Thus, MoCA seems like the fix to avoid this, but if I set a Mini to use MoCA and disconnect the Ethernet cable so just the coax is connected to the Mini, it won't find the Roamio, or if one does find it, it only stays connected for a matter of minutes and then can't find it again. The Roamio is setup with both coax and Ethernet plugged in, and says MoCA+Ethernet connection, and I created the MoCA network with it in the Romio settings. I'd ideally like to get MoCA working just for TiVo purposes, but can't figure out why it won't work.


Last edited by howieumd; 06-15-2015 at 10:17 PM. Reason: x
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Old 06-15-2015, 11:55 PM   #4
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if I set a Mini to use MoCA and disconnect the Ethernet cable so just the coax is connected to the Mini, it won't find the Roamio, or if one does find it, it only stays connected for a matter of minutes and then can't find it again
It does sound as if your MoCA segment is unstable.

Do you currently NEED all 8 coax connections live? If not, could you temporarily swap-out the amplified splitter w/ a passive splitter you might have sitting around (i.e. one that supports MoCA frequencies)? Doing so seemed to help this guy over on the Comcast forums, who was using the same amplifier you are.

edit: Googling "CSAPDU9VP MoCA" turned-up this Commscope products page, which includes a features filter on the left side of the page. Of special note is that only ONE(1) of the devices is flagged as "MoCA-enhanced subscriber amplifier" -- and it isn't your model.

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Originally Posted by howieumd View Post
My feeling is the Commscope CSAPDU9VP Amplifier might be the problem, as everything feeds back to that, as it acts as the splitter too. Am I right in thinking this?
I'm thinking so.


Last edited by krkaufman; 06-16-2015 at 12:06 AM.
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Old 06-16-2015, 08:59 AM   #5
howieumd
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I'm thinking so.
I have 5 rooms where we watch TV, 4 of which are frequently used. Another port is taken up by the cable modem and another by the Comcast phone system. I don't NEED it all hooked up right now, so can test it out with some passive splitters. There's actually one port not being used on the amplifier and another one that must go to an empty cable outlet somewhere, as there's a few rooms that have cable wall outlets that don't have TV's in them. I thought all those were not hooked into the amplifier, but I count one extra port in use on the amplifier.

As for the amplifier itself, from the Commscope website, it looks like this one: CSMAPDU9VPI would be the proper one for MoCA. However, it doesn't seem like something that can be bought anywhere as I can't find it available for sale on any websites. That said, do you recommend any 8 port amplifiers that work good for MoCA that I can use?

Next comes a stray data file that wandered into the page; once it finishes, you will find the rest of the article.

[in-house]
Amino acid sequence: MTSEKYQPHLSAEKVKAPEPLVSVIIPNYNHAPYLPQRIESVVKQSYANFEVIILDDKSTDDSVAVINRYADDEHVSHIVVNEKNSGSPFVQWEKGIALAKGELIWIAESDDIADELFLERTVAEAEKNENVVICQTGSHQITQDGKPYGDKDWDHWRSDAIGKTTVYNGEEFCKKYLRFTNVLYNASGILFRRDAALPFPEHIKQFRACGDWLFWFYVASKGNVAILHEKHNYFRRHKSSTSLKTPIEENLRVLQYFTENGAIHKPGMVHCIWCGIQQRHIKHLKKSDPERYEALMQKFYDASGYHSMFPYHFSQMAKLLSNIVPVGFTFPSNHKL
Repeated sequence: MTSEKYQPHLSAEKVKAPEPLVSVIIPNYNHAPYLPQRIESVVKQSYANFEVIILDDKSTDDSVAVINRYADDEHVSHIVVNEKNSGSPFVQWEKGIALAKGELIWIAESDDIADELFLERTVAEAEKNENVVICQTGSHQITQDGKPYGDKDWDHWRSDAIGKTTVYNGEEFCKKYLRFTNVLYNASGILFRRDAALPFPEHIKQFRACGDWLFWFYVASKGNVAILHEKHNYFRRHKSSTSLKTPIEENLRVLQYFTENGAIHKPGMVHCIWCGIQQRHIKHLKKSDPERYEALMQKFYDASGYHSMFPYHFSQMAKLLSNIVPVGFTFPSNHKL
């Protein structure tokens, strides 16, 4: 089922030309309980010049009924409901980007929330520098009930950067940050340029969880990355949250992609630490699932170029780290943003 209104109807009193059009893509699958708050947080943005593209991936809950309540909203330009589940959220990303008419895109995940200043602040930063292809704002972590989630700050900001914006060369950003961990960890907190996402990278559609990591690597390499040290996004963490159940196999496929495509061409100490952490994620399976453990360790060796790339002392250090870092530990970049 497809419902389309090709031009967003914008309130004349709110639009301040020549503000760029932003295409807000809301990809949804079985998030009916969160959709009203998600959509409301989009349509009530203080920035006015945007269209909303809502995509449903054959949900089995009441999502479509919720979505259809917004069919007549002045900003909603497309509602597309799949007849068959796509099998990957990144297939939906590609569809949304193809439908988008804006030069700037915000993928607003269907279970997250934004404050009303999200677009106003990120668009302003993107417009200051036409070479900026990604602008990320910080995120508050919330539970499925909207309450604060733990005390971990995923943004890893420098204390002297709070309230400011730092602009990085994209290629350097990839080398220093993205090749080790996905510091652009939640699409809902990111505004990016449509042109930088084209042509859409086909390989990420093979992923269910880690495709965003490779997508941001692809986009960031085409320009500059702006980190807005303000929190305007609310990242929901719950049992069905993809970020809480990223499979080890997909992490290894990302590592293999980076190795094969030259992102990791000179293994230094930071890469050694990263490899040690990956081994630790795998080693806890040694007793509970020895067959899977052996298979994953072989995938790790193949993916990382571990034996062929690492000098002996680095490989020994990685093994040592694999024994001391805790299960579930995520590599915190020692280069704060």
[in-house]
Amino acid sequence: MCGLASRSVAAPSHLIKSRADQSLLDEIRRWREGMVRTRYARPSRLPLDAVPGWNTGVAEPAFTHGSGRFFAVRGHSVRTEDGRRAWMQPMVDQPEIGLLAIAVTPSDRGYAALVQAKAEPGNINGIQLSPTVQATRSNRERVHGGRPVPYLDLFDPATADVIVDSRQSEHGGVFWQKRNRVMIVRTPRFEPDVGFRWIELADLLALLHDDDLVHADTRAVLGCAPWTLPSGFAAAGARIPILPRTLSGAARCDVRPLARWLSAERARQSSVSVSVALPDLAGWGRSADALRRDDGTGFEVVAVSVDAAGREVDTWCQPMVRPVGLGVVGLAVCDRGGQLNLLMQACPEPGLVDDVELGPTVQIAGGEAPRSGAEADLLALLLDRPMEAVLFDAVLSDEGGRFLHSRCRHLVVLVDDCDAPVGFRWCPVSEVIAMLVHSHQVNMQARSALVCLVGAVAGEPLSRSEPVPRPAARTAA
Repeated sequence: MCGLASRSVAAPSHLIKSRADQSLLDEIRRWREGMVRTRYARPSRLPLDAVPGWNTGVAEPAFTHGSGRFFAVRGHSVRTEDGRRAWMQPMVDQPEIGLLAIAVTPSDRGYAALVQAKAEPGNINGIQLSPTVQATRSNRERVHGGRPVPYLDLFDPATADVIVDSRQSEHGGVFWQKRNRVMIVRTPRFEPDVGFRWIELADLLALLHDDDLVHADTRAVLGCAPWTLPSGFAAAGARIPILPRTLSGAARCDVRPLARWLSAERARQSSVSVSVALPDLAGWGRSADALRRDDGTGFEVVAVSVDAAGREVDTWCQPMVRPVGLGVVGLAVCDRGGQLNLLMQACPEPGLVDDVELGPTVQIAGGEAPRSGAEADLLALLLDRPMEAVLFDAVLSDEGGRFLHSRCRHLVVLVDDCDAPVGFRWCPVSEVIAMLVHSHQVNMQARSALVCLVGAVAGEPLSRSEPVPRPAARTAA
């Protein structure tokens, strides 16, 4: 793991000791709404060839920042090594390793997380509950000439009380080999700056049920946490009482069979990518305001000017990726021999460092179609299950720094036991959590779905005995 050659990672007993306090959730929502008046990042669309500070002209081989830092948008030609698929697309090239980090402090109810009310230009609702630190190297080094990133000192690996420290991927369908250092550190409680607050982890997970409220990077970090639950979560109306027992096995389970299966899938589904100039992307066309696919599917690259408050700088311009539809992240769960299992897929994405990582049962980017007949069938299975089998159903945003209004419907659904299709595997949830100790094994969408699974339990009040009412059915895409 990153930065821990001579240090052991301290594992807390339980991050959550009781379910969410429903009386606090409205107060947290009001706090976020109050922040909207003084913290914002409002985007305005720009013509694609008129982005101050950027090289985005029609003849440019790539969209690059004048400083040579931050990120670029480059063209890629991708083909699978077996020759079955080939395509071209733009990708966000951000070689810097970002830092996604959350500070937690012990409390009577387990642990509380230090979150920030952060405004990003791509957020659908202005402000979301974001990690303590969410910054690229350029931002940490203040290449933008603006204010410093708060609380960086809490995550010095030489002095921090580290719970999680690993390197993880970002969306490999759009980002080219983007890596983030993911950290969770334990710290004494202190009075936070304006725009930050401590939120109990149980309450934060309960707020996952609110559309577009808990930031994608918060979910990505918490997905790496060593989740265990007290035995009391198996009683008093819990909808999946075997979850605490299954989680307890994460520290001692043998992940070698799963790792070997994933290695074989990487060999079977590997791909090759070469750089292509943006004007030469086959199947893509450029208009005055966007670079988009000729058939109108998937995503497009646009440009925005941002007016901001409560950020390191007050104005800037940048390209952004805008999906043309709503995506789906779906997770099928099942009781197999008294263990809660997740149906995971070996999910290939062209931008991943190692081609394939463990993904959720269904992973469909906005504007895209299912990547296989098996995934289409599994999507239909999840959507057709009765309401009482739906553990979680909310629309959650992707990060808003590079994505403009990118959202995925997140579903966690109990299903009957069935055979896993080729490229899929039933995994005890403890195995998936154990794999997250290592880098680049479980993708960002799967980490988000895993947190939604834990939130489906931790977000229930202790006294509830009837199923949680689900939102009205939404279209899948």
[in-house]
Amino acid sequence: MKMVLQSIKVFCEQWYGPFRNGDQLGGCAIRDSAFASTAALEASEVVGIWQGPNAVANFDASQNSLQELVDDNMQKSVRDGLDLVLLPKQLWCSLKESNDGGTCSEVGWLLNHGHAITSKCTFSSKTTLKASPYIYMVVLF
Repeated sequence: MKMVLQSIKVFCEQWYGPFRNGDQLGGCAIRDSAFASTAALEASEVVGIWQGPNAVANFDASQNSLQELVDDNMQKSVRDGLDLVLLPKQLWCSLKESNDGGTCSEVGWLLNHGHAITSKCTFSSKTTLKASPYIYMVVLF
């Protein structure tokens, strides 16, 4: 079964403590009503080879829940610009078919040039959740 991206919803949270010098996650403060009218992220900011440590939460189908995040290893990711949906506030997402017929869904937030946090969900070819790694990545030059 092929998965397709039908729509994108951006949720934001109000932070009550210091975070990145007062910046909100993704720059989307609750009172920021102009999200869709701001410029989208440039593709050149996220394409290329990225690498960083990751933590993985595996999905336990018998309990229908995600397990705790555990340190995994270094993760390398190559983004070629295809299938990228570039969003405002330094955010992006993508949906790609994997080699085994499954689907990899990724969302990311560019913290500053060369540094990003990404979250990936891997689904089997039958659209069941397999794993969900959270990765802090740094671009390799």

Another thought, if only the Roamio Pro uses the actual outside cable signal, should I use a passive MoCA rated splitter after the POE as you recommended above, and then just amplify the one line after the splitter that goes to the Roamio Pro with a MoCA rated 1 port amplifier? I know I need some type of amplification based on what Comcast told me when they came out a few years back and put in this Commscope one.


Thanks again.

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Old 06-16-2015, 09:21 AM   #6
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"That said, do you recommend any 8 port amplifiers that work good for MoCA that I can use? "

http://pctcorporate.com/products-mai...mplifiers.html

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Old 06-16-2015, 09:30 AM   #7
howieumd
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"That said, do you recommend any 8 port amplifiers that work good for MoCA that I can use? "



http://pctcorporate.com/products-mai...mplifiers.html

Thank you. I was just actually on the same website looking at those. My final question is do I want the passive one or the unity gain one?

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Old 06-16-2015, 09:31 AM   #8
krkaufman
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"That said, do you recommend any 8 port amplifiers that work good for MoCA that I can use? "

http://pctcorporate.com/products-mai...mplifiers.html
For the one 8-port that's out of stock in the PCT store... there's eBay.

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Old 06-16-2015, 09:34 AM   #9
howieumd
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For the one 8-port that's out of stock in the PCT store... there's eBay.

Thanks! And that looks like the unity gain version, so that's the one to go with? Thanks again for the help!

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Old 06-16-2015, 09:40 AM   #10
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Thank you. I was just actually on the same website looking at those. My final question is do I want the passive one or the unity gain one?
"The passive modem bypass port supports critical applications,such as telephony, requiring high reliability networks toprovide uninterrupted service even in the event of poweroutages and / or amplifier failure"